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At CES, privacy is a growing business

Silent Pocket is that rarest of tech products -- one that helps you not use your tech. (Courtesy of Silent Pocket.)

Whenever I say the word "privacy" to many of the presenters at International CES, there's a little sigh before they answer. The thing to get excited about at this year's show, after all, is the connection of everything to the internet, so you can track how much energy your lightbulbs use or how you hold your toothbrush.

Keeping information to yourself? You can almost see the thought bubble above their heads: "Luddite."

But if you, like me, are sick of being told your reluctance to share everything sets you against the flow of progress, there is a place for you at the massive tech show -- first floor, South Hall, just past the Alibaba booth. These, my friends, are our people.

This is the first year that privacy-focused products have had their own part of the floor, which itself may be taken as evidence that privacy, particularly on mobile devices, is something that everyone should be thinking about.  It’s a small space. There are only nine exhibitors here, a tiny fraction of the roughly 3,600 out on the show floor hawking their products.  There are no flashy demos here, or booth babes in skimpy clothing. It's not a place that will draw crowds. Safety wallets and virtual private networks are just not as fun to watch as a 3D candy printer. But it is is pulling in a steady stream of people, young and old, who want to know how reconcile their love of gadgetry with the desire to keep some things to themselves.

Sure, the average person probably isn't going to encrypt their messages. But more Internet users are now taking small, deliberate steps to protect their privacy online and the very notion of privacy has started to become a selling point on its own.

Part of the drive behind that change, exhibitors here say,  is simply that people have had to learn to take security matters into their own hands. The growth we’re seeing with personal privacy products could be because consumers are finding -- thanks to the rise in identity theft, hacks and massive data breaches -- that companies aren’t always good stewards for their information. If you want something done right, as the old adage goes, you have to do it yourself.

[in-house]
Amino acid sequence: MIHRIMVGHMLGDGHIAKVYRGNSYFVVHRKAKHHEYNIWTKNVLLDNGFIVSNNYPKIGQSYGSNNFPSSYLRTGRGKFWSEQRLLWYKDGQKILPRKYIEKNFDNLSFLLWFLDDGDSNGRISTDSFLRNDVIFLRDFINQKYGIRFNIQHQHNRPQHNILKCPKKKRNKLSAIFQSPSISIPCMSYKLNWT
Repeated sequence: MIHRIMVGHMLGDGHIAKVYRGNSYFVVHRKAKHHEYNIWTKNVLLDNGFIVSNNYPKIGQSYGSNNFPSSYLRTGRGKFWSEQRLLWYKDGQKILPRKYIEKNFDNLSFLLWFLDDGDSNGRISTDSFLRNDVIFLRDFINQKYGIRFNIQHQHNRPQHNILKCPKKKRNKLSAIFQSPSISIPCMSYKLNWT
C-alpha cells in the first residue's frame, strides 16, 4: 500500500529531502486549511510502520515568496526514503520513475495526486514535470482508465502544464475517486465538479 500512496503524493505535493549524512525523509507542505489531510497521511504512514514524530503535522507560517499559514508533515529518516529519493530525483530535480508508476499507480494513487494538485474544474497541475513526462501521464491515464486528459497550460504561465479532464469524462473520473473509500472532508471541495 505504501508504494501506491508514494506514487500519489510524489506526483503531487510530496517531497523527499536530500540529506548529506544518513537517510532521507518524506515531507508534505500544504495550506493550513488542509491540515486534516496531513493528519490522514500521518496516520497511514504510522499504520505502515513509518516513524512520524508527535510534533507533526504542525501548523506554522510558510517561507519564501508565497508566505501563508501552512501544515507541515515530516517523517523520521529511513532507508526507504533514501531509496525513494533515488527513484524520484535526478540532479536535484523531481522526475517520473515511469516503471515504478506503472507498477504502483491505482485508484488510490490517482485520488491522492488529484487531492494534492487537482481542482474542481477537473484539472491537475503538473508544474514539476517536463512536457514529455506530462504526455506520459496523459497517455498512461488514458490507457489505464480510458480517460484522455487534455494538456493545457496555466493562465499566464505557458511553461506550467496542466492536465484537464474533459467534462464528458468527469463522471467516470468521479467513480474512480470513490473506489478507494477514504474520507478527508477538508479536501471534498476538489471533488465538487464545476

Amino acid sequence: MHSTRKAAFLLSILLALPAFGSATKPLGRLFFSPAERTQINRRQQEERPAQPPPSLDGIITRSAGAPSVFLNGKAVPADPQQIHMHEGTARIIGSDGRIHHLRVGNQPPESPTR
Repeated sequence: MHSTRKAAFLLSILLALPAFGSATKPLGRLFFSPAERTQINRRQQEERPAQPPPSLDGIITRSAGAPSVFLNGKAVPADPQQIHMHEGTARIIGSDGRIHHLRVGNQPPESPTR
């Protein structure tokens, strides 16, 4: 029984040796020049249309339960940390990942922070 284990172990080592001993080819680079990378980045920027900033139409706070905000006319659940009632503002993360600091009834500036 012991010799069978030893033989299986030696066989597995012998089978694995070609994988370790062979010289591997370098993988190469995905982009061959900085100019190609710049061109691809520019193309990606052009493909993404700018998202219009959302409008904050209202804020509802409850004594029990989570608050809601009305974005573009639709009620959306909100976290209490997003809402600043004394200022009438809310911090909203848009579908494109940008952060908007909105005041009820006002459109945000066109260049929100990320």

Vysk, which makes encryption software and cases that let you slide a cover over your cameras when you're not using them, has seen a uptick in interest since hackers breached celebrity iCloud accounts and posted personal pictures from those accounts online. PIA, which sells a service to let people set up their own private networks, has also seen a change in its customers over the past few years, said employee Joseph Craig. In the past, most of the company's customers had been young men -- now they're seeing a broader base of customers -- women and older adults -- sign up for their private networks.

Other exhibitors offer their own theories on why privacy products for individuals have grown in profile enough to have their own section this year.

“It’s the Snowden effect,” said Aaron Zar, chief executive and founder of Peeled Group, referring to the former National Security Agency contractor who exposed government surveillance programs to the world in 2013.

Zar's company makes a line of wallets and cases called Silent Pocket, which blocks radio waves by essentially creating a stylish tinfoil hat for your phone. The slim leather cases are lined with a special sort of foil that blocks cellular, bluetooth, WiFi and just about everything else, so you can't get any calls or messages while your phone's in the bag. Zar said that the cases are popular not only for those times when you don't want to be tracked, but also when you just want to take a moment to disconnect.

The idea of disconnecting at CES is an anathema. There are products at the show designed specifically to track your eating habits, where you’re looking, and even your brain waves. There are drones that can follow you no matter where you go. I chuckle when I notice the Kodak booth across from Vysk is showing off its home surveillance system -- and I can just make out a camera pointed in our direction.

But it's not productive to think of it as a battle, in which these few companies are holding down the fort for privacy against the rest of the show. The whole point of the privacy area, and of many of the products being shown there, is that technology and privacy don't have to fight. They can actually help each other. And these exhibitors -- the few, the proud, the private -- are happy to be here, preaching that message.

“It’s nice that CES would make space for us here; for those of us who think about technology a little differently,” said Zar.